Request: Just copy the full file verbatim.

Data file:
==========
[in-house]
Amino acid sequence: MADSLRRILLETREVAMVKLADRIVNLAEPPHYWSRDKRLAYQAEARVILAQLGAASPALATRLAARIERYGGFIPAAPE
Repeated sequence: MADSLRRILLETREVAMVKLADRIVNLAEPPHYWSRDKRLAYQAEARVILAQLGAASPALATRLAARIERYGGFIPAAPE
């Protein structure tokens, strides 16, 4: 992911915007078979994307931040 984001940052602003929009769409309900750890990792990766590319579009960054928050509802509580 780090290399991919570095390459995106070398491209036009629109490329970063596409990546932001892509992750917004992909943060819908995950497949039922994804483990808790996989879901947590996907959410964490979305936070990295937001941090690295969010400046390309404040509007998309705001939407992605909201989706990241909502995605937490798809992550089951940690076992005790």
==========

[in-house]
Amino acid sequence: MADSLRRILLETREVAMVKLADRIVNLAEPPHYWSRDKRLAYQAEARVILAQLGAASPALATRLAARIERYGGFIPAAPE
Repeated sequence: MADSLRRILLETREVAMVKLADRIVNLAEPPHYWSRDKRLAYQAEARVILAQLGAASPALATRLAARIERYGGFIPAAPE
């Protein structure tokens, strides 16, 4: 992911915007078979994307931040 984001940052602003929009769409309900750890990792990766590319579009960054928050509802509580 780090290399991919570095390459995106070398491209036009629109490329970063596409990546932001892509992750917004992909943060819908995950497949039922994804483990808790996989879901947590996907959410964490979305936070990295937001941090690295969010400046390309404040509007998309705001939407992605909201989706990241909502995605937490798809992550089951940690076992005790």